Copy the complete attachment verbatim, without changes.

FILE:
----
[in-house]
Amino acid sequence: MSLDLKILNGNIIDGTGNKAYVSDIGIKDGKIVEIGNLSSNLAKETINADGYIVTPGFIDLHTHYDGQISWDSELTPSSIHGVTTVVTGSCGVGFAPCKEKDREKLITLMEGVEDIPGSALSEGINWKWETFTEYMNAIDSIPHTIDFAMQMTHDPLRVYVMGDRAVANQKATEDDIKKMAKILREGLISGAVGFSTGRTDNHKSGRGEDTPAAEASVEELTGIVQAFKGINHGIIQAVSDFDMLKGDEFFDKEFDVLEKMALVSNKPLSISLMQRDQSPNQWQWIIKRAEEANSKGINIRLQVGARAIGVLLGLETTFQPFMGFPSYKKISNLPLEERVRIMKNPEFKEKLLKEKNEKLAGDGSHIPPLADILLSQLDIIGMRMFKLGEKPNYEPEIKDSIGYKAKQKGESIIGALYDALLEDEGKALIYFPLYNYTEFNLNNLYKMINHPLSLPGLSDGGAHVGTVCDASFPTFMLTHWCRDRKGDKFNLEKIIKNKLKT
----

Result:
[in-house]
Amino acid sequence: MSLDLKILNGNIIDGTGNKAYVSDIGIKDGKIVEIGNLSSNLAKETINADGYIVTPGFIDLHTHYDGQISWDSELTPSSIHGVTTVVTGSCGVGFAPCKEKDREKLITLMEGVEDIPGSALSEGINWKWETFTEYMNAIDSIPHTIDFAMQMTHDPLRVYVMGDRAVANQKATEDDIKKMAKILREGLISGAVGFSTGRTDNHKSGRGEDTPAAEASVEELTGIVQAFKGINHGIIQAVSDFDMLKGDEFFDKEFDVLEKMALVSNKPLSISLMQRDQSPNQWQWIIKRAEEANSKGINIRLQVGARAIGVLLGLETTFQPFMGFPSYKKISNLPLEERVRIMKNPEFKEKLLKEKNEKLAGDGSHIPPLADILLSQLDIIGMRMFKLGEKPNYEPEIKDSIGYKAKQKGESIIGALYDALLEDEGKALIYFPLYNYTEFNLNNLYKMINHPLSLPGLSDGGAHVGTVCDASFPTFMLTHWCRDRKGDKFNLEKIIKNKLKT